Probabilistic modeling and machine learning provide powerful tools for processing ambiguous and noisy information. They play crucial roles in commercial systems ranging from search to autonomous vehicles to user interfaces. Unfortunately, state-of-the-art probabilistic modeling and machine learning can be difficult, involving custom mathematics, custom approximation algorithms, and custom software that all require expert tuning.

I will describe new, stochastic software and hardware abstractions, along with implemented prototypes. These are all based on an emerging marriage of ideas from probability and statistics, specifically stochastic processes, random variables and Bayesian inference, with ideas from computer science, specifically circuits, processors and programs. Throughout, we will abandon the reliance on rock-solid determinism that is central to computer science and engineering.

I will give an overview of three probabilistic computing systems:

  1. The Venture probabilistic programming environment. Venture makes it easy to solve state-of-the-art machine learning problems using ~100x less code, and also to build richer, more realistic models. I will show examples in text document modeling and preliminary work in computer vision.
  2. Predictive databases, the first commercial, "big data" application of probabilistic computing. These enable users without statistics training to reliably solve data analysis problems using a simple, SQL-like interface. The machine learning backend is based on a 40-line probabilistic program.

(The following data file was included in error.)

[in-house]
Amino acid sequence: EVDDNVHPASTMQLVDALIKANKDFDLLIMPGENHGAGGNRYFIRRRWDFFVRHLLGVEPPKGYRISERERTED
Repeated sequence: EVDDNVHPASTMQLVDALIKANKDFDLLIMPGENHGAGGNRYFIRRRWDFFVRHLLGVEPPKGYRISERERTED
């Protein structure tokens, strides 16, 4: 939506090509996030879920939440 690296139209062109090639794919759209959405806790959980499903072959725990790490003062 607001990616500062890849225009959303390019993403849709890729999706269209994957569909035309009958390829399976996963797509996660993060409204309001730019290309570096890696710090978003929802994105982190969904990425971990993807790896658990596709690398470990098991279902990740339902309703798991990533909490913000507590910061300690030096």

3. Stochastic digital circuits and special-purpose inference processors, prototyped on FPGAs. These deliver 1000x speed improvements and 10-100x power savings on stereo vision, motion perception and clustering.

Speaker Bio

Dr. Vikash Mansinghka is an Intelligence Initiative Fellow at MIT's Computer Science and AI Laboratory and the Department of Brain & Cognitive Sciences, where he leads the Probabilistic Computing Project. Dr. Mansinghka received an SB in Mathematics, and SB in Computer Science, an MEng in Computer Science, and a PhD in Computation, all from MIT. He held graduate fellowships from the National Science Foundation and MIT's Lincoln Laboratory. His PhD dissertation on natively probabilistic computation won the 2009 MIT George M. Sprowls award for best dissertation in computer science. He previously co-founded and led a venture-backed startup selling predictive database software that was ultimately acquired by Salesforce.com in 2012. He served on DARPA's Information Science and Technology advisory board from 2010-2012.